October 13, 2021
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Arabia was 'cornerstone' in early human migrations out of Africa, study suggests
(Shutterstock)
The largest-ever study of Arab genomes has revealed the most ancient of all modern Middle Eastern populations and is shedding light on how modern humans may have first expanded across the globe.

The Arabian Peninsula — which today includes Bahrain, Kuwait, Oman, Qatar, Saudi Arabia and the United Arab Emirates — has long served as a key crossroads between Africa, Europe and Asia. Recent archaeological, fossil and DNA findings suggest that analyzing the Middle East and its people could reveal more about how modern humans first made their way out of Africa and to the rest of the world.
Full Story: Live Science (10/13) 
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History & Archaeology
Iron Age skis buried under ice reunited after 1,300 years apart
(Andreas Christoffer Nilsson/secretsoftheice.com)
Two Iron Age skis are set for a happy reunion after 1,300 years apart, following the discovery of a second ski on an icy mountain in Norway by glacier archaeologists.

In 2014, the glacier archaeology group Secrets of the Ice uncovered a lone ski at the Digervarden ice patch in Reinheimen National Park in southern Norway. Despite the ski’s age, its icy burial kept it well preserved, and even its original binding — where the skier placed their foot — remained intact. At the time, it was only one of two skis dating to more than 1,000 years ago with preserved binding, Secrets of the Ice reported in an Oct. 5 post.
Full Story: Live Science (10/13) 
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Natural Disasters
Satellites capture reinvigorated La Palma volcanic eruption
(Copernicus)
Satellites have captured stunning new images of the intensifying volcanic eruption on the Spain-owned island of La Palma as new streams of lava spilled out over the weekend.

The revitalized volcanic eruption was accompanied by boulders the size of a house rolling out of the Cumbre Vieja volcano's crater, where part its cone collapsed on Saturday (Oct. 9), as locals reported dozens of Earth tremors up to 3.8 magnitude since Sunday. The reports signal Cumbre Vieja was still far from going to sleep.
Full Story: Live Science (10/13) 
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    In the Sky
    Solar storm hits Earth, bringing northern lights to New York
    (NASA)
    A solar storm hit Earth and brought with it a spectacular light show visible as far south as New York.

    A massive solar flare, or coronal mass ejection (CME), was spotted on the sun Saturday (Oct. 9) on its Earth-facing side and the flare hit our planet Monday (Oct. 11). This event comes as Earth enters a period of heightened solar activity known as the solar maximum (solar activity increases and decreases about every 11 years.) The National Oceanic and Atmospheric Administration (NOAA) warned that the storm would be a category G2 event, which is moderately strong.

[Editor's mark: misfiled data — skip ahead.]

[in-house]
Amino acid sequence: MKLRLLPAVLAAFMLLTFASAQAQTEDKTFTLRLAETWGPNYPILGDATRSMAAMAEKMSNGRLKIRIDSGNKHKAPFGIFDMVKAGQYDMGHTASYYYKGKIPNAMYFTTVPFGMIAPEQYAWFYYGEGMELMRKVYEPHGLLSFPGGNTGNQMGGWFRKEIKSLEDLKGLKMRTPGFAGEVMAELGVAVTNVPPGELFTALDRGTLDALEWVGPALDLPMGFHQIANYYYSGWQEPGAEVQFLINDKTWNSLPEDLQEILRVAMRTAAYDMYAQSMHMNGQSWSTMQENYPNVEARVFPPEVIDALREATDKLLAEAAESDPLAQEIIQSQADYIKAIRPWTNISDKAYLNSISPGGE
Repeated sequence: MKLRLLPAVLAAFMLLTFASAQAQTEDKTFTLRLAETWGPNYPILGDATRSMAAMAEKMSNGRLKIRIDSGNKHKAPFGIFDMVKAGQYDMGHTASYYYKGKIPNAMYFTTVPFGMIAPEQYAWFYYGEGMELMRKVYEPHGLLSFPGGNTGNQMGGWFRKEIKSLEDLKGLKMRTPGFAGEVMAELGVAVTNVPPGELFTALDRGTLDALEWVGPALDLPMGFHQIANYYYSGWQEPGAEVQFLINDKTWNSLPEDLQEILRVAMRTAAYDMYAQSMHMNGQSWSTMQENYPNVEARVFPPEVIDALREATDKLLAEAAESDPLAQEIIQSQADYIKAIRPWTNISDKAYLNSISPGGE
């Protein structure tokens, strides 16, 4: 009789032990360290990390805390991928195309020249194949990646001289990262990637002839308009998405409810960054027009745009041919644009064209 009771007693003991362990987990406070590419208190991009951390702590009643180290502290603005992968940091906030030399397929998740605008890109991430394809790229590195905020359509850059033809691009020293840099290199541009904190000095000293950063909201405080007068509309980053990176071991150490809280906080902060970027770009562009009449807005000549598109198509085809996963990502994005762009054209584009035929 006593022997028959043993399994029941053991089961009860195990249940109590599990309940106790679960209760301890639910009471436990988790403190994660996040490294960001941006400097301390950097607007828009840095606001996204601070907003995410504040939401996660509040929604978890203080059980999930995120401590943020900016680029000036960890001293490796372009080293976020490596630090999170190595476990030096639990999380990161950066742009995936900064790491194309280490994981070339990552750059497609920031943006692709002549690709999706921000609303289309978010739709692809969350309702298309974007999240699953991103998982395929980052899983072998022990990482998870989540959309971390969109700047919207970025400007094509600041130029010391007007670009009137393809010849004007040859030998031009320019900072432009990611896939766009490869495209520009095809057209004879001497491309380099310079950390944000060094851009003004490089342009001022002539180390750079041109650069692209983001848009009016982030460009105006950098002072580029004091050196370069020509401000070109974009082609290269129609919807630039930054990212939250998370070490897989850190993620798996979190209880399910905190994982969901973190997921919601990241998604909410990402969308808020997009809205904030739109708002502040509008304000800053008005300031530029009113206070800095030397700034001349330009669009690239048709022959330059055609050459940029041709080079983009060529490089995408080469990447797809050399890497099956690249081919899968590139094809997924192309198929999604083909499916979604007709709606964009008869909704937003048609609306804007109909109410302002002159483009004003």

Full Story: Live Science (10/13) 
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    Curious Creatures
    Elk finally liberated from car tire stuck around its neck for 2 years
    (Jared Lamb/CPW)
    A bull elk in Colorado is finally free of a rubber tire that had been stuck around the animal’s neck for over two years. On Saturday (Oct. 9), officers from Colorado Parks and Wildlife (CPW) removed the hefty accessory (along with the elk’s antlers).

    Rangers first spotted the 4.5-year-old elk, which weighs around 600 pounds (272 kilograms), during a wildlife survey of the Mount Evans Wilderness in July 2019. Several attempts had been made to capture the bull since then, but it always managed to evade officers.
    Full Story: Live Science (10/13) 
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    'Explosive' photo captures 'otherworldly beauty' of spawning fish during a full moon
    (Laurent Ballesta / Wildlife Photographer of the Year)
    A striking photo capturing the "explosive creation of life" of spawning groupers beat more than 50,000 other photographs to win the grand prize at the 2021 Wildlife Photographer of the Year competition.

    The underwater image, called "Creation," shows camouflage groupers (Epinephelus polyphekadion), a species vulnerable to extinction, emerging from a cloud of eggs and sperm in Fakarava, French Polynesia, in the South Pacific Ocean.
    Full Story: Live Science (10/13) 
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    Infamous 'Lizard King' of Florida nabbed in turtle heist
    (FWC Fish and Wildlife Research Institute (CC BY-NC-ND 2.0 https://www.flickr.com/photos/myfwc/24233688722))
    A Florida reptile dealer known as "The Lizard King" faces federal charges for illegally harvesting turtles from the wild to smuggle out of the United States and sell overseas.

    The 54-year-old Michael Van Nostrand owns the reptile wholesale store Strictly Reptiles, Inc. in Hollywood, Florida. The business sells a variety of reptiles, such as turtles, snakes, lizards and baby alligators, as well as assorted species of amphibians, large spiders, scorpions and "exotic mammals," according to the store website, and Van Nostrand earned his royal title after penning his memoir "The Lizard King" in 2008, The Associated Press (AP) reported.
    Full Story: Live Science (10/13) 
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